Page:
|Publication number||US7453945 B2|
|Application number||US 10/654,977|
|Publication date||Nov 18, 2008|
|Filing date||Sep 5, 2003|
|Priority date||Sep 5, 2003|
|Also published as||US20050054382|
|Publication number||10654977, 654977, US 7453945 B2, US 7453945B2, US-B2-7453945, US7453945 B2, US7453945B2|
|Inventors||Charles W. Boettcher, Edward Ellis Eibling, Gregg Nardozza, Mathew Thomas, Matthijs A. Visser, Lily H. Zhu|
|Original Assignee||Lucent Technologies Inc.|
|Export Citation||BiBTeX, EndNote, RefMan|
|Patent Citations (7), Referenced by (4), Classifications (24), Legal Events (6)|
|External Links: USPTO, USPTO Assignment, Espacenet|
One of the most important things that affects the cost of a wireless base station is the design of the final, high power radio frequency (RF) amplifier used in, or with, the base station. Such amplifiers are themselves expensive. In addition, though, the RF output power capabilities of a particular amplifier have an impact on frame size, battery backup designs/costs, utility costs, air conditioning costs, etc.
Given the fact that RF power requirements have a direct impact on amplifier design and cost, it is important to control the maximum RF power demanded of an amplifier rather than oversizing the amplifier to handle surges in RF transmit power demand. In existing techniques, the maximum RF transmit power is controlled in a feedback loop independently of so-called call admission controls. This, unfortunately, can lead to a degradation in quality of service.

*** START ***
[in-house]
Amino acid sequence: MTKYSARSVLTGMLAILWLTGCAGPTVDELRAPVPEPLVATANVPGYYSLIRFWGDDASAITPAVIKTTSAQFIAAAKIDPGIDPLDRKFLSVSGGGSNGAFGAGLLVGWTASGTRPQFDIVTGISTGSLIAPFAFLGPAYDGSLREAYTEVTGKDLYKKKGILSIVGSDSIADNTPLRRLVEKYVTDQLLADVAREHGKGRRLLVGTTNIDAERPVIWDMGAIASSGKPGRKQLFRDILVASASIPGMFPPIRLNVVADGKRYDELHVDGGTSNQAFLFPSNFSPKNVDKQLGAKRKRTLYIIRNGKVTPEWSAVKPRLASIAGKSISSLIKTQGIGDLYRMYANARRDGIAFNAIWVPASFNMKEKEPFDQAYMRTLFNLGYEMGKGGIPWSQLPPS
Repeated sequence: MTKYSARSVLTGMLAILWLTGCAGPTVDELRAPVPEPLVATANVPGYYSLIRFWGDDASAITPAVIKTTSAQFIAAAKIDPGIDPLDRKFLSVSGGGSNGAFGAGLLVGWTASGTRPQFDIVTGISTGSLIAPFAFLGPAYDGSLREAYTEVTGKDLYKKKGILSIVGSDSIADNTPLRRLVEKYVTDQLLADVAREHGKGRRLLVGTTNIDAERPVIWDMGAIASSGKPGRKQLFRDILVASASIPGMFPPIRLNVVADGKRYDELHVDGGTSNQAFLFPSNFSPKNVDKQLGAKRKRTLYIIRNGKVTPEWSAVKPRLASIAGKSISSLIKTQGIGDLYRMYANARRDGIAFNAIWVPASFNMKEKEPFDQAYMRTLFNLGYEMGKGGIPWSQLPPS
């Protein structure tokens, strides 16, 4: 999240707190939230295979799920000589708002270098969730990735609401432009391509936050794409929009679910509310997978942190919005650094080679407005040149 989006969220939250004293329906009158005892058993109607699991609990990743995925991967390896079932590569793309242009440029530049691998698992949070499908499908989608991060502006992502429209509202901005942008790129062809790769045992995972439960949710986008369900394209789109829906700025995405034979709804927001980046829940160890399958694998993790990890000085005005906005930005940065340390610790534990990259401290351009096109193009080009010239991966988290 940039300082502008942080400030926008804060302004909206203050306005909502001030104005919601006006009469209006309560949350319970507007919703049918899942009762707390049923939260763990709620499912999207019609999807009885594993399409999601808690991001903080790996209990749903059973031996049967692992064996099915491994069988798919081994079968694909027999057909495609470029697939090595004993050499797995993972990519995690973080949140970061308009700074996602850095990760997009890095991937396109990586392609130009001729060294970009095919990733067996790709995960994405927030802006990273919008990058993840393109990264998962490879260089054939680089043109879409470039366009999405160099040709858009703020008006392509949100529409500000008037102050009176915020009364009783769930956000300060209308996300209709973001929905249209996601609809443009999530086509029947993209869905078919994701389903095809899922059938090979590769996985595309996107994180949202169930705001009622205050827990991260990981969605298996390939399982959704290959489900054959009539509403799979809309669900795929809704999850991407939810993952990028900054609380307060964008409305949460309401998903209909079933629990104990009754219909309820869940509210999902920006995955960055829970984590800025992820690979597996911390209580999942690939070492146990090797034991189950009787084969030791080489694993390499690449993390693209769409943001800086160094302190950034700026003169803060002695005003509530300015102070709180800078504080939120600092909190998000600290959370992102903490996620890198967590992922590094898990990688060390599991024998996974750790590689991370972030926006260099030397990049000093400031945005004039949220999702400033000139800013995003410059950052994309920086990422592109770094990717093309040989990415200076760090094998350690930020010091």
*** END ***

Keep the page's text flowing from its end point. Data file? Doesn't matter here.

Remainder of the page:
Historically, RF amplifiers used in base stations are selected for a given application based on a “steady state average” power rating and a “peak” power rating. As is known by those skilled in the art, the peak power rating applies to very short periods of time, usually measured in microseconds, to accommodate high peak to average ratios of spread spectrum signals, like Code Division Multiple Access (CDMA) signals. In between the times associated with steady-state and peak power ratings, other ratings or requirements are specified to establish a profile for the amplifier (e.g., a graph of power limit versus averaging time). For example, one or more points on the profile might be based on the ability of an amplifier to meet a spurious emission mask requirement at a power level higher than the steady state rating, for an averaging time measured in seconds. Other points with longer averaging times might be based on thermal limitations. Taken together, all of these considerations are used to form a maximum power versus averaging-time, amplifier power rating profile (profile). Rather than use oversized amplifiers, it would be advantageous to develop control techniques which place constraints on maximum RF power loads, measured with multiple integration time constants, so that the dynamic, RF load is consistent with the amplifier's profile. Such techniques should regulate an amplifier's output, to ensure that it does not exceed its transient and steady state power ratings, but should also do so in conjunction with call admission controls in order to preserve quality of service.
The present invention provides for methods and devices which control the power levels of a multi-carrier amplifier according to an associated profile. Each profile may contain a plurality of averaging times which may be used to generate one or more amplifier scaling factors. The amplifier scaling factors may be generated from one or more power thresholds that may have been adjusted to account for the fact that some of the amplifier scaling factors tend to mask the effect of other scaling factors. An aggregate scaling factor is generated from the amplifier scaling factors. Thereafter, the aggregate scaling factor may be used to control (e.g., throttle) the power input into one or more amplifiers (and, therefore, also control each amplifiers output power).
Referring now to